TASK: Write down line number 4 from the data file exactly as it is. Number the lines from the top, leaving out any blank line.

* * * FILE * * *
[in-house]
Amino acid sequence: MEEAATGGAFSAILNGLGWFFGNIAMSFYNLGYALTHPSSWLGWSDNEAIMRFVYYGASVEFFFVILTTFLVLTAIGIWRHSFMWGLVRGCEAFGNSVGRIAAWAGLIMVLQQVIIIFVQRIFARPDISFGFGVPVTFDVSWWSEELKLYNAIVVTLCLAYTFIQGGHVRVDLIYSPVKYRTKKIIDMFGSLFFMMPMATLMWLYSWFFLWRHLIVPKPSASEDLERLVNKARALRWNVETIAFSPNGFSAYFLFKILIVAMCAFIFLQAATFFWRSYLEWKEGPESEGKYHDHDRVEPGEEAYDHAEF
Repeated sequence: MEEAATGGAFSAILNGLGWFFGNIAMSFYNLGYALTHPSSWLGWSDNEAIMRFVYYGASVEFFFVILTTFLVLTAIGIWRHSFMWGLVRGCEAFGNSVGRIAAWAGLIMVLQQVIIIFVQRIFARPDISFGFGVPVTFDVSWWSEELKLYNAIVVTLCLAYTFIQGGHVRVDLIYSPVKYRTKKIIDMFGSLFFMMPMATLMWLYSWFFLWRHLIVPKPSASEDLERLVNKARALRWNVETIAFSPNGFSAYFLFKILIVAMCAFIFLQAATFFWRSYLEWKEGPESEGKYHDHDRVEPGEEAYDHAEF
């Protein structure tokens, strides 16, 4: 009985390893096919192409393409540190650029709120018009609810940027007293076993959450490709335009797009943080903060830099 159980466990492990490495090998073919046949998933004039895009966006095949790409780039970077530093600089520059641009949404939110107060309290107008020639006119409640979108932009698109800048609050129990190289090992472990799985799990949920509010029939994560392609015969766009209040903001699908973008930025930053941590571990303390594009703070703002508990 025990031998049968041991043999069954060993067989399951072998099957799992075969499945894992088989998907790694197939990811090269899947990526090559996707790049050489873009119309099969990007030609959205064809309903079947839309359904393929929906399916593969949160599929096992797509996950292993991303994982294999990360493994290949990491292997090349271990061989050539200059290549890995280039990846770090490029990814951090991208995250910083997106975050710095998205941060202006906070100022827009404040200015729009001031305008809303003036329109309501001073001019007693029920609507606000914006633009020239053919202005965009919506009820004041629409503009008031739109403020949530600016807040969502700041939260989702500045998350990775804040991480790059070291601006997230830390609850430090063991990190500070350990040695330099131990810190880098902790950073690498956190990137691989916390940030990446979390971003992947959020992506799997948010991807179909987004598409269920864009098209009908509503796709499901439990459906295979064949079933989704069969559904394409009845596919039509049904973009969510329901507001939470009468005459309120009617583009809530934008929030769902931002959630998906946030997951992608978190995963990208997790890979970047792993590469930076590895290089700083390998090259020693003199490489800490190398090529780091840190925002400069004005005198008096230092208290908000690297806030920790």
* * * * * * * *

């Protein structure tokens, strides 16, 4: 009985390893096919192409393409540190650029709120018009609810940027007293076993959450490709335009797009943080903060830099 159980466990492990490495090998073919046949998933004039895009966006095949790409780039970077530093600089520059641009949404939110107060309290107008020639006119409640979108932009698109800048609050129990190289090992472990799985799990949920509010029939994560392609015969766009209040903001699908973008930025930053941590571990303390594009703070703002508990 025990031998049968041991043999069954060993067989399951072998099957799992075969499945894992088989998907790694197939990811090269899947990526090559996707790049050489873009119309099969990007030609959205064809309903079947839309359904393929929906399916593969949160599929096992797509996950292993991303994982294999990360493994290949990491292997090349271990061989050539200059290549890995280039990846770090490029990814951090991208995250910083997106975050710095998205941060202006906070100022827009404040200015729009001031305008809303003036329109309501001073001019007693029920609507606000914006633009020239053919202005965009919506009820004041629409503009008031739109403020949530600016807040969502700041939260989702500045998350990775804040991480790059070291601006997230830390609850430090063991990190500070350990040695330099131990810190880098902790950073690498956190990137691989916390940030990446979390971003992947959020992506799997948010991807179909987004598409269920864009098209009908509503796709499901439990459906295979064949079933989704069969559904394409009845596919039509049904973009969510329901507001939470009468005459309120009617583009809530934008929030769902931002959630998906946030997951992608978190995963990208997790890979970047792993590469930076590895290089700083390998090259020693003199490489800490190398090529780091840190925002400069004005005198008096230092208290908000690297806030920790």